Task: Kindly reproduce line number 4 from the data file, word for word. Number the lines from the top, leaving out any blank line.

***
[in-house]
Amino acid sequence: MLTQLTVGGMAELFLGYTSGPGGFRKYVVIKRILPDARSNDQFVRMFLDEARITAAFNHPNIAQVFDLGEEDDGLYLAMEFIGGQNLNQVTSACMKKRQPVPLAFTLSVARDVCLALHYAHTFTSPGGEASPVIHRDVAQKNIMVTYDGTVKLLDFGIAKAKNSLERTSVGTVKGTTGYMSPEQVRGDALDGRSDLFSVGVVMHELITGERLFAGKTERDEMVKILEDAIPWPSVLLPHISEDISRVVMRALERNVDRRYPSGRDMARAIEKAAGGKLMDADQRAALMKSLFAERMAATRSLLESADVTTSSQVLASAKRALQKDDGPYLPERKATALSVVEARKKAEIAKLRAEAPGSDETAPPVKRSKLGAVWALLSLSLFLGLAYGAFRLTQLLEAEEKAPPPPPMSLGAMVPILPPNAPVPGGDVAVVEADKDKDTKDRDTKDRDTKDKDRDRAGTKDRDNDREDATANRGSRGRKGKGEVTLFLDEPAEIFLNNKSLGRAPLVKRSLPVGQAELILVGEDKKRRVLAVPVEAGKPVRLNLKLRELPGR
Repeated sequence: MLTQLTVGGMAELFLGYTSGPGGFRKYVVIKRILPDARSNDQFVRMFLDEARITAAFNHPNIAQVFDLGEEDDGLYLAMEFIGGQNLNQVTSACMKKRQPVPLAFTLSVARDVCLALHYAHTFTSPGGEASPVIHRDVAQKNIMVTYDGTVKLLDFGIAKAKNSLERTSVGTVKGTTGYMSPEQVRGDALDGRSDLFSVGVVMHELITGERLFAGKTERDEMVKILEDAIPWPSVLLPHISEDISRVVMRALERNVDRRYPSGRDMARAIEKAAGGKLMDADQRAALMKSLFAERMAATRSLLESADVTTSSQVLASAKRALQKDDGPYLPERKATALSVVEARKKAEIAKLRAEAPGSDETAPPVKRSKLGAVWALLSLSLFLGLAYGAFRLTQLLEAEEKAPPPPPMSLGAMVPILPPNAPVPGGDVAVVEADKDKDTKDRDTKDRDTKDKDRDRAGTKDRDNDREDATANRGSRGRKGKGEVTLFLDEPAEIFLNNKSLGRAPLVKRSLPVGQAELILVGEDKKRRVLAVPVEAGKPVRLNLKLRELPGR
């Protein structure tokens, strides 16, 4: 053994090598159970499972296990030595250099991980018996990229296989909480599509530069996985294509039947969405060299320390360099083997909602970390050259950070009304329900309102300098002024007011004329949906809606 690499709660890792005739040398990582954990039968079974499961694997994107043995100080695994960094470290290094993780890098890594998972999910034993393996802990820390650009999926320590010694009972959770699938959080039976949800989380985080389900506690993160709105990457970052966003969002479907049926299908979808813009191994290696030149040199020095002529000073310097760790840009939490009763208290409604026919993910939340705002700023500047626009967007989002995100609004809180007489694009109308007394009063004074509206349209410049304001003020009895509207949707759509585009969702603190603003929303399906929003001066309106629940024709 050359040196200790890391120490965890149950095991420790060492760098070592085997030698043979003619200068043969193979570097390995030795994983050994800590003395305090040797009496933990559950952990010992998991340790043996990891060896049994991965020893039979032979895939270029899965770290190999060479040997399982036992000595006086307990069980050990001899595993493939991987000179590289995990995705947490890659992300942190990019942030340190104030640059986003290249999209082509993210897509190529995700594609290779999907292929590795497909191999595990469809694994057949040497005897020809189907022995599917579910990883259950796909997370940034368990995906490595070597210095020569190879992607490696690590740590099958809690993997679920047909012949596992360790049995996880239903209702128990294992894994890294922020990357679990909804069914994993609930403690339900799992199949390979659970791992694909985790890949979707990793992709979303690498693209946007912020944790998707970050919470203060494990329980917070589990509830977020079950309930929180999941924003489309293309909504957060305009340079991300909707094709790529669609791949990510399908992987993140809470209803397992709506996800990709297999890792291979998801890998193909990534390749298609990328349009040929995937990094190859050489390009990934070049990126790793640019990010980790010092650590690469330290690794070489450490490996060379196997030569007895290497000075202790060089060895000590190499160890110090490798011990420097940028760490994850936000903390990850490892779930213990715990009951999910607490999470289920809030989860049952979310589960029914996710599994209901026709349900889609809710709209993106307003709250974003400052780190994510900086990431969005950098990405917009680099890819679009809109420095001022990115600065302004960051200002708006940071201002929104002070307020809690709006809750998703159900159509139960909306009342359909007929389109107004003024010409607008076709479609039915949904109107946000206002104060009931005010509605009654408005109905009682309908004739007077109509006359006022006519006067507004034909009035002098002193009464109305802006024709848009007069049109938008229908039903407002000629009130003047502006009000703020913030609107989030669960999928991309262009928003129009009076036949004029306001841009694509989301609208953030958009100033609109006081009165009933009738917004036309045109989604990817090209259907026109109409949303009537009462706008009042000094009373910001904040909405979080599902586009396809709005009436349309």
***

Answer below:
């Protein structure tokens, strides 16, 4: 053994090598159970499972296990030595250099991980018996990229296989909480599509530069996985294509039947969405060299320390360099083997909602970390050259950070009304329900309102300098002024007011004329949906809606 690499709660890792005739040398990582954990039968079974499961694997994107043995100080695994960094470290290094993780890098890594998972999910034993393996802990820390650009999926320590010694009972959770699938959080039976949800989380985080389900506690993160709105990457970052966003969002479907049926299908979808813009191994290696030149040199020095002529000073310097760790840009939490009763208290409604026919993910939340705002700023500047626009967007989002995100609004809180007489694009109308007394009063004074509206349209410049304001003020009895509207949707759509585009969702603190603003929303399906929003001066309106629940024709 050359040196200790890391120490965890149950095991420790060492760098070592085997030698043979003619200068043969193979570097390995030795994983050994800590003395305090040797009496933990559950952990010992998991340790043996990891060896049994991965020893039979032979895939270029899965770290190999060479040997399982036992000595006086307990069980050990001899595993493939991987000179590289995990995705947490890659992300942190990019942030340190104030640059986003290249999209082509993210897509190529995700594609290779999907292929590795497909191999595990469809694994057949040497005897020809189907022995599917579910990883259950796909997370940034368990995906490595070597210095020569190879992607490696690590740590099958809690993997679920047909012949596992360790049995996880239903209702128990294992894994890294922020990357679990909804069914994993609930403690339900799992199949390979659970791992694909985790890949979707990793992709979303690498693209946007912020944790998707970050919470203060494990329980917070589990509830977020079950309930929180999941924003489309293309909504957060305009340079991300909707094709790529669609791949990510399908992987993140809470209803397992709506996800990709297999890792291979998801890998193909990534390749298609990328349009040929995937990094190859050489390009990934070049990126790793640019990010980790010092650590690469330290690794070489450490490996060379196997030569007895290497000075202790060089060895000590190499160890110090490798011990420097940028760490994850936000903390990850490892779930213990715990009951999910607490999470289920809030989860049952979310589960029914996710599994209901026709349900889609809710709209993106307003709250974003400052780190994510900086990431969005950098990405917009680099890819679009809109420095001022990115600065302004960051200002708006940071201002929104002070307020809690709006809750998703159900159509139960909306009342359909007929389109107004003024010409607008076709479609039915949904109107946000206002104060009931005010509605009654408005109905009682309908004739007077109509006359006022006519006067507004034909009035002098002193009464109305802006024709848009007069049109938008229908039903407002000629009130003047502006009000703020913030609107989030669960999928991309262009928003129009009076036949004029306001841009694509989301609208953030958009100033609109006081009165009933009738917004036309045109989604990817090209259907026109109409949303009537009462706008009042000094009373910001904040909405979080599902586009396809709005009436349309």